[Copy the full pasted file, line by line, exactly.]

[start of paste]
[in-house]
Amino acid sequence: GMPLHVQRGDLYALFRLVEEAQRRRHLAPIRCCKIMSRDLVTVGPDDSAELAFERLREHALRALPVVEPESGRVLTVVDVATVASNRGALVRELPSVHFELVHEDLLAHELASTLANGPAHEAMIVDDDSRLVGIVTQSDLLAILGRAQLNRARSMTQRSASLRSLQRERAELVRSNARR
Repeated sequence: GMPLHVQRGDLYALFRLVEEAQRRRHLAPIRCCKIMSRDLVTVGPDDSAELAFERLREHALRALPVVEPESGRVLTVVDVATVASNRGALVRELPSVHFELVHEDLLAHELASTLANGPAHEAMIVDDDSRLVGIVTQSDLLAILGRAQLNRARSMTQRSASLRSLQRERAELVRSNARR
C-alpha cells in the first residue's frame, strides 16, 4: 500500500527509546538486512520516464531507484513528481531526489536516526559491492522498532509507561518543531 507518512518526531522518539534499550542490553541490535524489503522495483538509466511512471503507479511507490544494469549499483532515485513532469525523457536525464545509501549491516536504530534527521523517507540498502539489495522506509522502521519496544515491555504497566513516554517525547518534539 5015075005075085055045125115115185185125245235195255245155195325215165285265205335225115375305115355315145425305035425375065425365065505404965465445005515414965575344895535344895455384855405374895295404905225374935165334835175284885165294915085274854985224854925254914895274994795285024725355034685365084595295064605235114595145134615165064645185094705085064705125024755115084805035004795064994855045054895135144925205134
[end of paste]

[in-house]
Amino acid sequence: GMPLHVQRGDLYALFRLVEEAQRRRHLAPIRCCKIMSRDLVTVGPDDSAELAFERLREHALRALPVVEPESGRVLTVVDVATVASNRGALVRELPSVHFELVHEDLLAHELASTLANGPAHEAMIVDDDSRLVGIVTQSDLLAILGRAQLNRARSMTQRSASLRSLQRERAELVRSNARR
Repeated sequence: GMPLHVQRGDLYALFRLVEEAQRRRHLAPIRCCKIMSRDLVTVGPDDSAELAFERLREHALRALPVVEPESGRVLTVVDVATVASNRGALVRELPSVHFELVHEDLLAHELASTLANGPAHEAMIVDDDSRLVGIVTQSDLLAILGRAQLNRARSMTQRSASLRSLQRERAELVRSNARR
C-alpha cells in the first residue's frame, strides 16, 4: 500500500527509546538486512520516464531507484513528481531526489536516526559491492522498532509507561518543531 507518512518526531522518539534499550542490553541490535524489503522495483538509466511512471503507479511507490544494469549499483532515485513532469525523457536525464545509501549491516536504530534527521523517507540498502539489495522506509522502521519496544515491555504497566513516554517525547518534539 5015075005075085055045125115115185185125245235195255245155195325215165285265205335225115375305115355315145425305035425375065425365065505404965465445005515414965575344895535344895455384855405374895295404905225374935165334835175284885165294915085274854985224854925254914895274994795285024725355034685365084595295064605235114595145134615165064645185094705085064705125024755115084805035004795064994855045054895135144925205134